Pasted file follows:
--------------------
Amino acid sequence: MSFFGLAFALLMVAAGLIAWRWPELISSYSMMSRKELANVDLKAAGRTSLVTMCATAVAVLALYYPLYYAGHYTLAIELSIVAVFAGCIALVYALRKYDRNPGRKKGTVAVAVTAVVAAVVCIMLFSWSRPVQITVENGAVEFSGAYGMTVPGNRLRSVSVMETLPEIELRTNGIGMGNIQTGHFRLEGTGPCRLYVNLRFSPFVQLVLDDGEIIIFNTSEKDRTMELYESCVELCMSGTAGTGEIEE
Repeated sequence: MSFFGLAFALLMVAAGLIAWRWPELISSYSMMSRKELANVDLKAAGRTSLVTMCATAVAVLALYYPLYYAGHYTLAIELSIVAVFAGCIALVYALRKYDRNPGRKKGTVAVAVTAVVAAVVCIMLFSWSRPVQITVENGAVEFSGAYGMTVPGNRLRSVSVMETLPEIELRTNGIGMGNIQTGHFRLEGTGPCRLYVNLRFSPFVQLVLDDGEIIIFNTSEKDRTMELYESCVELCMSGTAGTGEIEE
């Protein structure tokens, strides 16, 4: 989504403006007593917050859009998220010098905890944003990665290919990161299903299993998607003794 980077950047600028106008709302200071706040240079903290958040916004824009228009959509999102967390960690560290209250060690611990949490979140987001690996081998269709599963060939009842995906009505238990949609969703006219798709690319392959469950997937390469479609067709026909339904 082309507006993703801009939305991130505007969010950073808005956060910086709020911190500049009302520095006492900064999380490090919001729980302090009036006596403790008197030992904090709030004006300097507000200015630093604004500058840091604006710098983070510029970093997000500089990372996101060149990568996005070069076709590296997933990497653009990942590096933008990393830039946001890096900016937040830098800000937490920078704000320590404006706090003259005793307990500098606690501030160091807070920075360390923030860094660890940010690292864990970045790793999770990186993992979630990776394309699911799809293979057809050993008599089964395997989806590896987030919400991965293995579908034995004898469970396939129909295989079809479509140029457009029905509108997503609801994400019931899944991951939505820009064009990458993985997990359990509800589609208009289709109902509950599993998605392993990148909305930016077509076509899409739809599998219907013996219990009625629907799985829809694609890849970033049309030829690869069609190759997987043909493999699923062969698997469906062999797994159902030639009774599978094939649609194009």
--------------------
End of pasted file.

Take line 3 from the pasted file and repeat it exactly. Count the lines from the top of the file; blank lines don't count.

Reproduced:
């Protein structure tokens, strides 16, 4: 989504403006007593917050859009998220010098905890944003990665290919990161299903299993998607003794 980077950047600028106008709302200071706040240079903290958040916004824009228009959509999102967390960690560290209250060690611990949490979140987001690996081998269709599963060939009842995906009505238990949609969703006219798709690319392959469950997937390469479609067709026909339904 082309507006993703801009939305991130505007969010950073808005956060910086709020911190500049009302520095006492900064999380490090919001729980302090009036006596403790008197030992904090709030004006300097507000200015630093604004500058840091604006710098983070510029970093997000500089990372996101060149990568996005070069076709590296997933990497653009990942590096933008990393830039946001890096900016937040830098800000937490920078704000320590404006706090003259005793307990500098606690501030160091807070920075360390923030860094660890940010690292864990970045790793999770990186993992979630990776394309699911799809293979057809050993008599089964395997989806590896987030919400991965293995579908034995004898469970396939129909295989079809479509140029457009029905509108997503609801994400019931899944991951939505820009064009990458993985997990359990509800589609208009289709109902509950599993998605392993990148909305930016077509076509899409739809599998219907013996219990009625629907799985829809694609890849970033049309030829690869069609190759997987043909493999699923062969698997469906062999797994159902030639009774599978094939649609194009």